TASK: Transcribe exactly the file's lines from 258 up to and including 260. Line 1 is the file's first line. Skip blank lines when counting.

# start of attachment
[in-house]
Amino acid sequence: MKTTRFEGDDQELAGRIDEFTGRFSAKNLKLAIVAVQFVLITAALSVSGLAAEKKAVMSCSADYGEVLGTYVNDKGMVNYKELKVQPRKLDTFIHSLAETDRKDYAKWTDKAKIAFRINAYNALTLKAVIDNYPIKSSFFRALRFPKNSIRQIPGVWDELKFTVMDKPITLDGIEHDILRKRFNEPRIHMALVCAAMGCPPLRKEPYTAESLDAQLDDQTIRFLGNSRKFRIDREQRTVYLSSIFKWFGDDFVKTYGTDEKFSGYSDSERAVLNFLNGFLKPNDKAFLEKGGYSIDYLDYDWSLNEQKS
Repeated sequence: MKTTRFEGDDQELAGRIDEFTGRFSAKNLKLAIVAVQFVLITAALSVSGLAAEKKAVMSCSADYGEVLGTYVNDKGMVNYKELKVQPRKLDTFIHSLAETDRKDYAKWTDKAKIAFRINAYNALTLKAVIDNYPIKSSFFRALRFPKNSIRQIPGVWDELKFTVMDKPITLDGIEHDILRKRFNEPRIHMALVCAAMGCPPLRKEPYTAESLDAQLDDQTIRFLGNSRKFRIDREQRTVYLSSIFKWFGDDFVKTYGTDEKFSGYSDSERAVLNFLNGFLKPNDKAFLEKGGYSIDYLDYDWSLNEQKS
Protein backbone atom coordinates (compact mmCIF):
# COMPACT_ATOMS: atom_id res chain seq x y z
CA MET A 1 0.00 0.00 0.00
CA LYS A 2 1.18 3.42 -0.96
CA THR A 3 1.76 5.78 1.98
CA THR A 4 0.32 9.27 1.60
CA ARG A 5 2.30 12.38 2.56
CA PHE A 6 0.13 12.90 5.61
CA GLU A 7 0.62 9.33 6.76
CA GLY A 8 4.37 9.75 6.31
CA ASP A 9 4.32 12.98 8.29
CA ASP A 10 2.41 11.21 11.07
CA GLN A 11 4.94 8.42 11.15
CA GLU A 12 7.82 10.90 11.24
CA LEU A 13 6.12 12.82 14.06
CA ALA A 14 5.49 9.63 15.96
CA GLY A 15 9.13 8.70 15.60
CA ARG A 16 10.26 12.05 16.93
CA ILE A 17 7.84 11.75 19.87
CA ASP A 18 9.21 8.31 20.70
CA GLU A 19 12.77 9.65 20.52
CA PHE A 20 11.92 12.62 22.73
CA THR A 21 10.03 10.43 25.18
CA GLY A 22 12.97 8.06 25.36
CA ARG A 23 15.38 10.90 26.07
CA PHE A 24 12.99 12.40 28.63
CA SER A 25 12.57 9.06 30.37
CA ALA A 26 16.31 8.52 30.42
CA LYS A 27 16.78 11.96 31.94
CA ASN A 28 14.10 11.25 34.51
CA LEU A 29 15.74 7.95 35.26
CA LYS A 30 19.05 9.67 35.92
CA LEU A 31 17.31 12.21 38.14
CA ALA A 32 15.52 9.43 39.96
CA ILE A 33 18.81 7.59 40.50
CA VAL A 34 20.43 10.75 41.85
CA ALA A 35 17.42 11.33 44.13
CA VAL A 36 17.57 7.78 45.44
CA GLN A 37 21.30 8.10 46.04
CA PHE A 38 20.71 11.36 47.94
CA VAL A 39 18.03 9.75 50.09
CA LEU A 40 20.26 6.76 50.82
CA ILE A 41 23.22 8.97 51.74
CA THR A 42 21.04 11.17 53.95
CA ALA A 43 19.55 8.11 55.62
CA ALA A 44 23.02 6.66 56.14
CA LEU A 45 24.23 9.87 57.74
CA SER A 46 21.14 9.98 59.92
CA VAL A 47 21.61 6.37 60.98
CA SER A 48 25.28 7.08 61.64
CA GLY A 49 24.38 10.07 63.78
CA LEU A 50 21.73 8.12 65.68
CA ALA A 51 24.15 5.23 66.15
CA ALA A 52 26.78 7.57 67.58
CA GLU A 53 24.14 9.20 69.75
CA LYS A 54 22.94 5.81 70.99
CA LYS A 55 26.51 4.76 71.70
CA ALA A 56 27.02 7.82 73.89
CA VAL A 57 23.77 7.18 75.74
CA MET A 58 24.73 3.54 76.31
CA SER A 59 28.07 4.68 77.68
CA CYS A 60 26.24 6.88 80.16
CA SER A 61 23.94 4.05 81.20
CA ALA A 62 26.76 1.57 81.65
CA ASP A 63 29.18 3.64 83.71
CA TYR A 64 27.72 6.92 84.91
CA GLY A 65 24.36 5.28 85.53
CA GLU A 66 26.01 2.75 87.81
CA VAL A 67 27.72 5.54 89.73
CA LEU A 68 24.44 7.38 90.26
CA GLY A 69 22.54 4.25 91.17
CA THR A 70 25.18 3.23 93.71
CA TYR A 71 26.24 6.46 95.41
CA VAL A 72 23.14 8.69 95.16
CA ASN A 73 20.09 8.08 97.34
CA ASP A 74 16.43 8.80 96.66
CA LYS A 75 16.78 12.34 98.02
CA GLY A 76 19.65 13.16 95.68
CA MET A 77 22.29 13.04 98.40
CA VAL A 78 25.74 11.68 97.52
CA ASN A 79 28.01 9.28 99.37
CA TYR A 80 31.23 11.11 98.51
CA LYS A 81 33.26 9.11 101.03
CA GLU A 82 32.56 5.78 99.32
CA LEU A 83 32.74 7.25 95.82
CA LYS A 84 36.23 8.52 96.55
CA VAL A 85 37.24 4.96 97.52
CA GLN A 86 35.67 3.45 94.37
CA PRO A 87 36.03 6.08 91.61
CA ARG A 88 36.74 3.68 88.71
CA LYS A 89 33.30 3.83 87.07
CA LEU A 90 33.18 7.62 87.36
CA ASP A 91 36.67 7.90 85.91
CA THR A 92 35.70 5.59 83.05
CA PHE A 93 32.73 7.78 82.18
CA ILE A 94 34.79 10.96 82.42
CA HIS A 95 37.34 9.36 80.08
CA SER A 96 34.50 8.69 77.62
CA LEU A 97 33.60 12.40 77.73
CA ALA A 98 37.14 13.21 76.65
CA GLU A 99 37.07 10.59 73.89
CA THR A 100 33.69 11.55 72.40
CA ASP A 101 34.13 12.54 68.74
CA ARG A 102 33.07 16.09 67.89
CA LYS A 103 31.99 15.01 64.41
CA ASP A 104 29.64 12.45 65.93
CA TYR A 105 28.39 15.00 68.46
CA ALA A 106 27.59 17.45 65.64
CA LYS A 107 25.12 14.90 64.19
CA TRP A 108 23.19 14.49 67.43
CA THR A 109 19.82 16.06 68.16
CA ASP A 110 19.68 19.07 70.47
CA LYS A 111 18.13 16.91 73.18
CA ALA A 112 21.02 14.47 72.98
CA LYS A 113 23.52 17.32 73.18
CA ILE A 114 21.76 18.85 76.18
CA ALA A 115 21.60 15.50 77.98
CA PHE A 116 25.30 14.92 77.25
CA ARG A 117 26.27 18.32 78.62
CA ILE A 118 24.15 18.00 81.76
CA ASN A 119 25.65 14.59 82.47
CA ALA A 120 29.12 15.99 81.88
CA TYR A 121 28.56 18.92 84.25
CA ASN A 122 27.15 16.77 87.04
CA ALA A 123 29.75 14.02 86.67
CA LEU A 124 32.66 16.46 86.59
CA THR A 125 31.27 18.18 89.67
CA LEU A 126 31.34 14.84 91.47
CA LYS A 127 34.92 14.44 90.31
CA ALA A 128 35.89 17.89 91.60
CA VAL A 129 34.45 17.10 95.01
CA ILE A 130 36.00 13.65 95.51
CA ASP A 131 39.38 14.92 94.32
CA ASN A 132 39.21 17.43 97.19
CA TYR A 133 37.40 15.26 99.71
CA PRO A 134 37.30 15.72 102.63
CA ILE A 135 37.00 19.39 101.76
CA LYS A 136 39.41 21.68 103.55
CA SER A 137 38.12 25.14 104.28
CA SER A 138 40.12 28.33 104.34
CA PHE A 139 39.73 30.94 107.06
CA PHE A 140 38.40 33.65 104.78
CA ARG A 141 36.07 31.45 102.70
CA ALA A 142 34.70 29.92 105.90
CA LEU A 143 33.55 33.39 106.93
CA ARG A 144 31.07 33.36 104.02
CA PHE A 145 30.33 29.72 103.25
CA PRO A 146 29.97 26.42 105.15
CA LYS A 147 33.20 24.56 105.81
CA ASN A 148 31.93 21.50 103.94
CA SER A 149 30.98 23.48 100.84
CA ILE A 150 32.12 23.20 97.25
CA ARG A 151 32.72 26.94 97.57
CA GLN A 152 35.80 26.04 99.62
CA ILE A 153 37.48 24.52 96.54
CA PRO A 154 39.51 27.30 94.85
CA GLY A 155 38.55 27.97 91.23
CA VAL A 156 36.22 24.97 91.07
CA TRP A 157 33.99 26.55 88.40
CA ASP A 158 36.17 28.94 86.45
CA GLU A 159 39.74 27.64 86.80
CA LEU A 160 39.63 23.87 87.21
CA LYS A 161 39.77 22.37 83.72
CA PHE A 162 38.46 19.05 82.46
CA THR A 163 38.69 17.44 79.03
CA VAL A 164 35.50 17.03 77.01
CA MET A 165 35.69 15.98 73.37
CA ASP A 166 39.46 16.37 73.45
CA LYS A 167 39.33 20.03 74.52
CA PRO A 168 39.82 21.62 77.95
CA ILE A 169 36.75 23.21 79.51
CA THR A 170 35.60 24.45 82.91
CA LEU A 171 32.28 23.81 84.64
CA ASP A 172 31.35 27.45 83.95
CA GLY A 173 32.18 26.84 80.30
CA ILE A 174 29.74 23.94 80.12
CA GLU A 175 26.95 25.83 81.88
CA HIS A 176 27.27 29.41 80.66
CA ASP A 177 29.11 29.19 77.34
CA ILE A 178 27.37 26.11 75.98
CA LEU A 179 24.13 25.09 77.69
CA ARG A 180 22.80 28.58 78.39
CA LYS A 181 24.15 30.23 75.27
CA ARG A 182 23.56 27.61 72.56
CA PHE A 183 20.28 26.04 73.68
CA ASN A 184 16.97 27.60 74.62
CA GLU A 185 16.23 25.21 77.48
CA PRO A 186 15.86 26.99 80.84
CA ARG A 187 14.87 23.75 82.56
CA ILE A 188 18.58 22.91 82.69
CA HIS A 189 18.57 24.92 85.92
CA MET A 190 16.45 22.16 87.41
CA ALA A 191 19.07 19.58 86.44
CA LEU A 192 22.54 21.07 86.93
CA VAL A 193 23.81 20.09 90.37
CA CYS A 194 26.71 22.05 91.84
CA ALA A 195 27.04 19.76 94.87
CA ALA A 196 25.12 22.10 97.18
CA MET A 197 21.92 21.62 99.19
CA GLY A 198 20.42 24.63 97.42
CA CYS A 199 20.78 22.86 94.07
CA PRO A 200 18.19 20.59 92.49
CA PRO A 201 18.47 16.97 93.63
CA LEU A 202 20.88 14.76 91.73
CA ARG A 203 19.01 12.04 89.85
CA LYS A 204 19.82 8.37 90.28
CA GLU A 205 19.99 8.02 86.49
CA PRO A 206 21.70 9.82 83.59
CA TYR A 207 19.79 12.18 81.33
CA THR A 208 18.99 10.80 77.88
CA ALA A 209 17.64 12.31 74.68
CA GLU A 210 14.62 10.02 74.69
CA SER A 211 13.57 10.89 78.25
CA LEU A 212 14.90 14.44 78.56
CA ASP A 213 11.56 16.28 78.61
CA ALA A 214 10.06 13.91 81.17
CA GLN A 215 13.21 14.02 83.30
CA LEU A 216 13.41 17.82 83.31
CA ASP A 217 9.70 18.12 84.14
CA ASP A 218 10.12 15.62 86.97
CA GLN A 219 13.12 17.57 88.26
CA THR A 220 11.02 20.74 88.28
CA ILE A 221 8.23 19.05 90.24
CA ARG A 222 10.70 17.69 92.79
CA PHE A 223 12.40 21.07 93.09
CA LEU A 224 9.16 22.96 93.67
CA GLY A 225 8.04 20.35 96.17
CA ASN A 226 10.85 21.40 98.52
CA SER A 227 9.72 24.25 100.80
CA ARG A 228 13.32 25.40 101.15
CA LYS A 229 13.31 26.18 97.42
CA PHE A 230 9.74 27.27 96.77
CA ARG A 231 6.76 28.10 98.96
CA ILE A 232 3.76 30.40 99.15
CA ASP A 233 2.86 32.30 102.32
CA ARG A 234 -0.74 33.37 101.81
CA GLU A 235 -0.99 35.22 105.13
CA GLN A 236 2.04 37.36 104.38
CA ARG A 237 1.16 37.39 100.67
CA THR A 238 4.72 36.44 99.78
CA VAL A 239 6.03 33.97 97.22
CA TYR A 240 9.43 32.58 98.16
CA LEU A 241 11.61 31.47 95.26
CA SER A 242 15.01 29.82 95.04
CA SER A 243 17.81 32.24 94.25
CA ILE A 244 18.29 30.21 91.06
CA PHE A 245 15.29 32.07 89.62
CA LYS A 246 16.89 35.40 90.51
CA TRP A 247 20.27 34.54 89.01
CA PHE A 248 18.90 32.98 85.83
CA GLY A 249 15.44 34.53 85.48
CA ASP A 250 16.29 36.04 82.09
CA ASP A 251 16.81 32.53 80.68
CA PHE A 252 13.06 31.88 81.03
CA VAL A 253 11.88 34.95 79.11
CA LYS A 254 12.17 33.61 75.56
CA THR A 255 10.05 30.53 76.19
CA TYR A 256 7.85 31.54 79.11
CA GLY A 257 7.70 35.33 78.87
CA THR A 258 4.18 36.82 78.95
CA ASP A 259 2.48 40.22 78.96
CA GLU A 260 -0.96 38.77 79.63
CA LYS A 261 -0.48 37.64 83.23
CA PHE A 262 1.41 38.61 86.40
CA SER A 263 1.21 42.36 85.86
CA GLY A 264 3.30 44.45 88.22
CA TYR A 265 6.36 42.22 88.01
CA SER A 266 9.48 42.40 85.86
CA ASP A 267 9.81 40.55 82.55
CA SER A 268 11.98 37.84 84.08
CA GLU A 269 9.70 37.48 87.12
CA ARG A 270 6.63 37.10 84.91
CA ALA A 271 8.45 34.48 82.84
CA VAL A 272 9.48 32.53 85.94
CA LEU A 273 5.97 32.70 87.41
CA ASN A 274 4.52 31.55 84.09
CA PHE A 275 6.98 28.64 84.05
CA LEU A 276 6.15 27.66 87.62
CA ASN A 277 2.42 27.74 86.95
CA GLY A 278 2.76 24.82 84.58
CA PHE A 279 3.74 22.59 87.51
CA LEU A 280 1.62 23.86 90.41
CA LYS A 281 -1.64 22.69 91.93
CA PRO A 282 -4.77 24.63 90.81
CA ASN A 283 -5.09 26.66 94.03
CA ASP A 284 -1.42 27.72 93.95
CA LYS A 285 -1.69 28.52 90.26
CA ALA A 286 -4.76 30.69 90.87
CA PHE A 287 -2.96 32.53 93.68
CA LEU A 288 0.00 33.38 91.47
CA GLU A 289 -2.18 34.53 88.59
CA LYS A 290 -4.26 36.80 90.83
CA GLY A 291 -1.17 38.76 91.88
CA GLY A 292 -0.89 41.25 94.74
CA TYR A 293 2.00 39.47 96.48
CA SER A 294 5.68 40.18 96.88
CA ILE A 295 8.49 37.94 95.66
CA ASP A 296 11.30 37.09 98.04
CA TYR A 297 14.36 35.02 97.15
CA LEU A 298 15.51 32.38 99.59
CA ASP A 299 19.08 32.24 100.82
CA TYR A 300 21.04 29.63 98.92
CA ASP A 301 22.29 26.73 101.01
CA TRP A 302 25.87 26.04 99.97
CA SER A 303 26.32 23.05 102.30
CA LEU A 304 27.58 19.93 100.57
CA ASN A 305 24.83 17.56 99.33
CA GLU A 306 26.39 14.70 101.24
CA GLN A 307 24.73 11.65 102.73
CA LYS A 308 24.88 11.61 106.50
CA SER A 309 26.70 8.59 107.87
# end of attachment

CA VAL A 253 11.88 34.95 79.11
CA LYS A 254 12.17 33.61 75.56
CA THR A 255 10.05 30.53 76.19